An email offering up tens of thousands of dollars sounds like a scam, but it’s what Palmetto Bluff Club members received in their inboxes Wednesday evening without warning.
The developer will waive mandatory membership requirement for all current and future residents, saving members big if they opt out, slightly lowering the bar for ownership, and putting a band-aid on issues brought up in an ongoing civil action lawsuit against the developers rooted in club ownership.
Unlike most private communities in Beaufort County, Palmetto Bluff is owned by a developer — South Street Partners — instead of its residents and club members. This makes many residents feel as though they have little authority on what goes on in their community.
If members resign on or before before July 31, the club will reimburse their joining fee, which runs in the tens of thousands. Members who resign on or before that date will also get a refund for any pre-paid club dues.
The letter, emailed Wednesday, also notified residents of a program that would make the community more renter-friendly. They will allow short-term renters to use club facilities for an extra nightly fee if the homeowner is a member. Previously short-term renters weren’t allowed to use club facilities.
“They didn’t have a member vote on it. People didn’t know what was coming. What people got was an email,” Attorney Ian Ford said. Ford represents the Palmetto Bluff community in a civil action lawsuit filed against the developers in April that alleges they “constructed a house of cards, buttressed by deceptive and illegal governing documents — intending to exit before the cards collapsed.”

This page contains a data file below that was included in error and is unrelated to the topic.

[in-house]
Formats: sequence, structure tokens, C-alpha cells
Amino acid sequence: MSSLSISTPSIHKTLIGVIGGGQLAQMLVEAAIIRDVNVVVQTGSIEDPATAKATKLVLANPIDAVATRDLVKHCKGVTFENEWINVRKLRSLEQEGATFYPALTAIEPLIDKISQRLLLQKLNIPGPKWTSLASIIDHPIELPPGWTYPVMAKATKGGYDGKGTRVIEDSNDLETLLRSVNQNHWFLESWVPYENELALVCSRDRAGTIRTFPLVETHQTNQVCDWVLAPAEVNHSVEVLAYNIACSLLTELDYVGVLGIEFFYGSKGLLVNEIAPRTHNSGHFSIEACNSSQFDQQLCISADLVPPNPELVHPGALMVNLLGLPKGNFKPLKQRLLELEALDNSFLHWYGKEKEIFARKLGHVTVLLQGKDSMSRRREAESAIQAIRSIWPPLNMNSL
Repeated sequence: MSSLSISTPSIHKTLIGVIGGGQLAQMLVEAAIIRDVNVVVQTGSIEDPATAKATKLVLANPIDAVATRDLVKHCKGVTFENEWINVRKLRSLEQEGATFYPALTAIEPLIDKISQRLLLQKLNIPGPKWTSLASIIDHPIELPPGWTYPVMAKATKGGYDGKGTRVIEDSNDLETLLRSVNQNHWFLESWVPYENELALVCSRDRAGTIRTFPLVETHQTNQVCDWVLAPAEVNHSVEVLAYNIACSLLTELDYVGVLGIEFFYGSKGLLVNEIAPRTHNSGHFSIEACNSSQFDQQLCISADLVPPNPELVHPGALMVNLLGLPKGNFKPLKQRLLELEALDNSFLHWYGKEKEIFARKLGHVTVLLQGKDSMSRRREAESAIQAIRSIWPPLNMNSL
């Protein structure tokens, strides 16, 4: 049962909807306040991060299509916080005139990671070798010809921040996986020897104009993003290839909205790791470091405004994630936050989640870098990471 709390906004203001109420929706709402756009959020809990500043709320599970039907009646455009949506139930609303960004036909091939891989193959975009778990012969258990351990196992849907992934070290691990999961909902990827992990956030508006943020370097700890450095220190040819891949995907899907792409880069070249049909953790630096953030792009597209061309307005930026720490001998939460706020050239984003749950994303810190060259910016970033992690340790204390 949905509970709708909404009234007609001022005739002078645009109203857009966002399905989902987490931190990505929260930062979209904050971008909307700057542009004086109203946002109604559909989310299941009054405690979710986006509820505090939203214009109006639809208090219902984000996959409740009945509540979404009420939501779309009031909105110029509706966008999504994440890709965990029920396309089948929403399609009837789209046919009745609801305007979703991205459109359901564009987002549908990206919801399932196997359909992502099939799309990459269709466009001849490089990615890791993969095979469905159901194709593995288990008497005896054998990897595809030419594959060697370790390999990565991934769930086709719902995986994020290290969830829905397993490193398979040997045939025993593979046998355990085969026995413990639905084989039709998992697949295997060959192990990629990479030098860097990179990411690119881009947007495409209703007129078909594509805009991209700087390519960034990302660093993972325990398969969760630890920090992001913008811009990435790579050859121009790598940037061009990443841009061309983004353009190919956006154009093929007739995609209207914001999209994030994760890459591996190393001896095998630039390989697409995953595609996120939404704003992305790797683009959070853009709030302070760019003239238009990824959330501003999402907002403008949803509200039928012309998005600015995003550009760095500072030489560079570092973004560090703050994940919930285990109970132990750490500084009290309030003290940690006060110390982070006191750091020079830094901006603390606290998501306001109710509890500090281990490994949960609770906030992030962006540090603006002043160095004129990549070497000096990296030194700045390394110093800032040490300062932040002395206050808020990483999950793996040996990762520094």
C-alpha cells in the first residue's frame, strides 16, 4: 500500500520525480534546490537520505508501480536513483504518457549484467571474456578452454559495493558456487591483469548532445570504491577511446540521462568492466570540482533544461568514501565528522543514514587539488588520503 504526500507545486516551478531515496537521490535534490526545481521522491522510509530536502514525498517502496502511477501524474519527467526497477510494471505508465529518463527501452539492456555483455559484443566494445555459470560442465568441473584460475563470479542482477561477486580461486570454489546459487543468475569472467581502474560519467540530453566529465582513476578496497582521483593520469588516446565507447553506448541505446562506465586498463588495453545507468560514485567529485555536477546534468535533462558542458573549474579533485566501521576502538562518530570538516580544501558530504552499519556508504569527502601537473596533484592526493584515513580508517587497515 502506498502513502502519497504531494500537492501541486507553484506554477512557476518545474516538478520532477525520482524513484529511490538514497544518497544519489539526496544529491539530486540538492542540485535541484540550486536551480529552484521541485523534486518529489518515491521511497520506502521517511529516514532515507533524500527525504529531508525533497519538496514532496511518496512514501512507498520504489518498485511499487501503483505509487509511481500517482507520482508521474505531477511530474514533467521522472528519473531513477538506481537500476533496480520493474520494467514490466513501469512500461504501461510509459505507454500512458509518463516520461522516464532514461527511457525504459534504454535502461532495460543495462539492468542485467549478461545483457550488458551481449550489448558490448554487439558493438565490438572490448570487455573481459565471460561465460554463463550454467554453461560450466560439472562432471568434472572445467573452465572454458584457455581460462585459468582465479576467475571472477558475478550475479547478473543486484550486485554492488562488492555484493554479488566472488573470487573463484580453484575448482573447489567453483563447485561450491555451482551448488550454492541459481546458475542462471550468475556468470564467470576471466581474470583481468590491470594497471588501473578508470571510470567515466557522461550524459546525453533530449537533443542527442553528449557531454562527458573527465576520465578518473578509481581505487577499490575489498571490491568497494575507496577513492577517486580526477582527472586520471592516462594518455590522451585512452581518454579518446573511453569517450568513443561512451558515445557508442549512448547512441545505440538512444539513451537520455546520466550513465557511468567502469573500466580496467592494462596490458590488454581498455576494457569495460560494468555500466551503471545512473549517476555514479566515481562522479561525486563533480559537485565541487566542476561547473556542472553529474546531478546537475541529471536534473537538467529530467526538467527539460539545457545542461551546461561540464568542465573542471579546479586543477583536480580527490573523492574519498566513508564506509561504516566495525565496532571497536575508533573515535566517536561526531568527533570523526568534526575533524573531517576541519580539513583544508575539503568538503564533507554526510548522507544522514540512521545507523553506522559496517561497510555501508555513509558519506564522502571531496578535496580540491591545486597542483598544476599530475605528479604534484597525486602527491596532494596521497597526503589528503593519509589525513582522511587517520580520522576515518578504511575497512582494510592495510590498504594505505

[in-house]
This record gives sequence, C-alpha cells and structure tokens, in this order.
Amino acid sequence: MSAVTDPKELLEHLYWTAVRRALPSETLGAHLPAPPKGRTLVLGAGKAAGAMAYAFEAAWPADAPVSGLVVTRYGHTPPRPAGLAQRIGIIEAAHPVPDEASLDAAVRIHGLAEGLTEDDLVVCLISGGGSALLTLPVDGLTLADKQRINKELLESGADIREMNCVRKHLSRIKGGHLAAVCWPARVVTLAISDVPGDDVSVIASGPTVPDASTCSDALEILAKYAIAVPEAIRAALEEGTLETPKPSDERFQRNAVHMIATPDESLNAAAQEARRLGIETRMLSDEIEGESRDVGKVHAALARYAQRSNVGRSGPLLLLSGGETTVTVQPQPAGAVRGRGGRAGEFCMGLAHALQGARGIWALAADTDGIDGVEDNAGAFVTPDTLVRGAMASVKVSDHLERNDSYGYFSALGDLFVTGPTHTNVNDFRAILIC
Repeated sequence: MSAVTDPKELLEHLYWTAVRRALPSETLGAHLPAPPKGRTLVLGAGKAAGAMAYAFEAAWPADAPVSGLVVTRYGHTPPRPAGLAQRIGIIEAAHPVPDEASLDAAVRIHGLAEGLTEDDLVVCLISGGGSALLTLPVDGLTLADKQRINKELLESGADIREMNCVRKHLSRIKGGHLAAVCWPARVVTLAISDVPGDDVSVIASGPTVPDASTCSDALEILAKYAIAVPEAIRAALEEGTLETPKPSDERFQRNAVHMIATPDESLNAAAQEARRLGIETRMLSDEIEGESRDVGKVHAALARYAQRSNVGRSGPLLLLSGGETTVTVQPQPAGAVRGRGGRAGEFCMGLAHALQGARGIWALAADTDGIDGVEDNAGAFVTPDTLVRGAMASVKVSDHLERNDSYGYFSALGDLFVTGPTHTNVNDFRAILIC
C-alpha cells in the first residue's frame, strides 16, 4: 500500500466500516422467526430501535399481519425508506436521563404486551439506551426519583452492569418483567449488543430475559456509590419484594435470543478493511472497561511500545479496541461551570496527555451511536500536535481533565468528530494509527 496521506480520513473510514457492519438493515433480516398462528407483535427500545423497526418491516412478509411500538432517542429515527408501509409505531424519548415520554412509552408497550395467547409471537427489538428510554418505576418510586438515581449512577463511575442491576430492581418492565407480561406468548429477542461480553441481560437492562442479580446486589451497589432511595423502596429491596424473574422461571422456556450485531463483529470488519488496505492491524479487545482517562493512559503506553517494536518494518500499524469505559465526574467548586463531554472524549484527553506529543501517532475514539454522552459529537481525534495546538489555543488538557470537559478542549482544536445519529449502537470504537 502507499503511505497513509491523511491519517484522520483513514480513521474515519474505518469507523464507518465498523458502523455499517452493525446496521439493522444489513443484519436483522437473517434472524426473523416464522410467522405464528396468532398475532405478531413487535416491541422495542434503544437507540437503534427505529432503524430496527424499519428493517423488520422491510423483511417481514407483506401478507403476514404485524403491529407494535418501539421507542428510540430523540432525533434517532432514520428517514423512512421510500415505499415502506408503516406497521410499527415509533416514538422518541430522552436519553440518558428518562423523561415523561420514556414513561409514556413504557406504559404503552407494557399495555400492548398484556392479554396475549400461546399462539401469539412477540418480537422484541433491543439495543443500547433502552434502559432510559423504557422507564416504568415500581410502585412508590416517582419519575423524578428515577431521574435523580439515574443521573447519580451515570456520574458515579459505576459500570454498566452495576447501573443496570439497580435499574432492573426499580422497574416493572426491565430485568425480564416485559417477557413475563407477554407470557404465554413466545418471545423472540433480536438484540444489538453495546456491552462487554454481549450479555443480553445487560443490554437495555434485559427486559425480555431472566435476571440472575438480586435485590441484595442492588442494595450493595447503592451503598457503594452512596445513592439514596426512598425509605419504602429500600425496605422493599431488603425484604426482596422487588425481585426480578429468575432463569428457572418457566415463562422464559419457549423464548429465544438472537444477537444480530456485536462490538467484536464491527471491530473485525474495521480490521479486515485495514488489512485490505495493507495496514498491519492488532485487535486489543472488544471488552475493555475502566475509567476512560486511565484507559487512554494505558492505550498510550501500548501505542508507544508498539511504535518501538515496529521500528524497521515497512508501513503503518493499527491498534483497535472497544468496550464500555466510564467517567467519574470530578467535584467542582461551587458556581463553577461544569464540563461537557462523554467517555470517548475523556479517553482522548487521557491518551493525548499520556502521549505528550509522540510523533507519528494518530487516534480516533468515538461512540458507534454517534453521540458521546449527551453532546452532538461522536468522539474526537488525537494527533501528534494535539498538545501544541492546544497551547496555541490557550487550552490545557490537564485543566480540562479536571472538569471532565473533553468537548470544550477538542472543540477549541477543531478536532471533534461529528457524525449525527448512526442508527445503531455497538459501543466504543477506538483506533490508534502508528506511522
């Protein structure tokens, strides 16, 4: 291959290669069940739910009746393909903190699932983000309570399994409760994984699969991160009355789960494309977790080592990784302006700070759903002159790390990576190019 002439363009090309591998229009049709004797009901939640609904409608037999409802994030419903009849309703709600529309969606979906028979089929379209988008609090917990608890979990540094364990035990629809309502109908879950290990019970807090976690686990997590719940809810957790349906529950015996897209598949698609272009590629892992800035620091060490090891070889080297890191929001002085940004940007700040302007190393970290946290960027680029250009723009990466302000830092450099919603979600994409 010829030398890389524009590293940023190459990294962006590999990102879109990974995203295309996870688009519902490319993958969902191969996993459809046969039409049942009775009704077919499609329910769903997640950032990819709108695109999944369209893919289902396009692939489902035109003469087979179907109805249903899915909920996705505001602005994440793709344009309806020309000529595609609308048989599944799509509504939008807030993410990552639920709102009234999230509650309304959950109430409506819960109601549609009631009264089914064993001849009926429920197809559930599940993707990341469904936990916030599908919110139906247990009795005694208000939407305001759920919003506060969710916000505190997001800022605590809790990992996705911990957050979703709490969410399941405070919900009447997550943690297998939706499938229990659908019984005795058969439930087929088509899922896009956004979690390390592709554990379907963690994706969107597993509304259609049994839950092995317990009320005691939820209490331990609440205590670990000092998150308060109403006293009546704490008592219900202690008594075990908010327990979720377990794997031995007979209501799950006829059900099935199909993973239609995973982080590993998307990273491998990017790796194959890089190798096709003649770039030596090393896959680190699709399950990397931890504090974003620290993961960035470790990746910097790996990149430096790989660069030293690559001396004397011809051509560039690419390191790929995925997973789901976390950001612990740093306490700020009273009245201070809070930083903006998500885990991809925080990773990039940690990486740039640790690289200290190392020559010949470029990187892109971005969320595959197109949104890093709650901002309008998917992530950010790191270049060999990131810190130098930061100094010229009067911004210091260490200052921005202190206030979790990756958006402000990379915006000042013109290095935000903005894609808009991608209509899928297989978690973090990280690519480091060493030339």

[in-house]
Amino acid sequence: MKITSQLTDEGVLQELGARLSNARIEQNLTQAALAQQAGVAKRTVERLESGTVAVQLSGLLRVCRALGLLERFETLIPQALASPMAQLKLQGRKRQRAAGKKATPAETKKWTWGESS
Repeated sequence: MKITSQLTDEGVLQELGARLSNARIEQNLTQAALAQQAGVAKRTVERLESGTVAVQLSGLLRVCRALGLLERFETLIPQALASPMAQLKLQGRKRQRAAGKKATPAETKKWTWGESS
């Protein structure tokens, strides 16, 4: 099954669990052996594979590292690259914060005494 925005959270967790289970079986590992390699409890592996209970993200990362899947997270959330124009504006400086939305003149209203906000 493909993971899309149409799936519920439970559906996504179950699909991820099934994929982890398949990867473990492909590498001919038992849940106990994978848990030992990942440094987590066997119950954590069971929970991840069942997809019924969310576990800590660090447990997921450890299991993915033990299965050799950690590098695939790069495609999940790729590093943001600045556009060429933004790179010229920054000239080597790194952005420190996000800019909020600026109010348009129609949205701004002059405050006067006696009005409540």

“It’s a complex, sophisticated community,” said Ford, who has worked with South Carolina communities for a decade. “You can’t run it by email.”
The club said it will also waive its right to place a lien on members’ property for unpaid dues, fees and charges, including members who remain active club members.
Club membership provides access to non-golf amenities including racket courts, pools, workout facilities and restaurants. Golf Club and Boat Club members must maintain a general club member if they want to stay in their additional clubs.
Resident Carol Riddick built her Palmetto Bluff home in 2012. She said she doesn’t think many people will opt out of the club.
“You have a captive audience,” she said. “It’s not like you have a lot of options when you live in a remote community.”
It comes at a time where Palmetto Bluff inventory and prices are up, but sales are down, compared to this time last year according to Hilton Head Area Association of Realtor market reports. This is consistent with the Hilton Head area.
It also follows the sudden resignation of Jeff Dekruif as General Manager and the appointment of Kevin Rhatigan as Director of Operations less than a week before. Dekruif didn’t respond to an email asking for comment.
South Street Partners Vice President of Operations Rob Duckett declined immediate comment for this story.
“I just never experienced anything like this and it’s a little unnerving,” Riddick said. “Because it’s your home, but in some ways it doesn’t feel like it. It feels like just part of a machine.”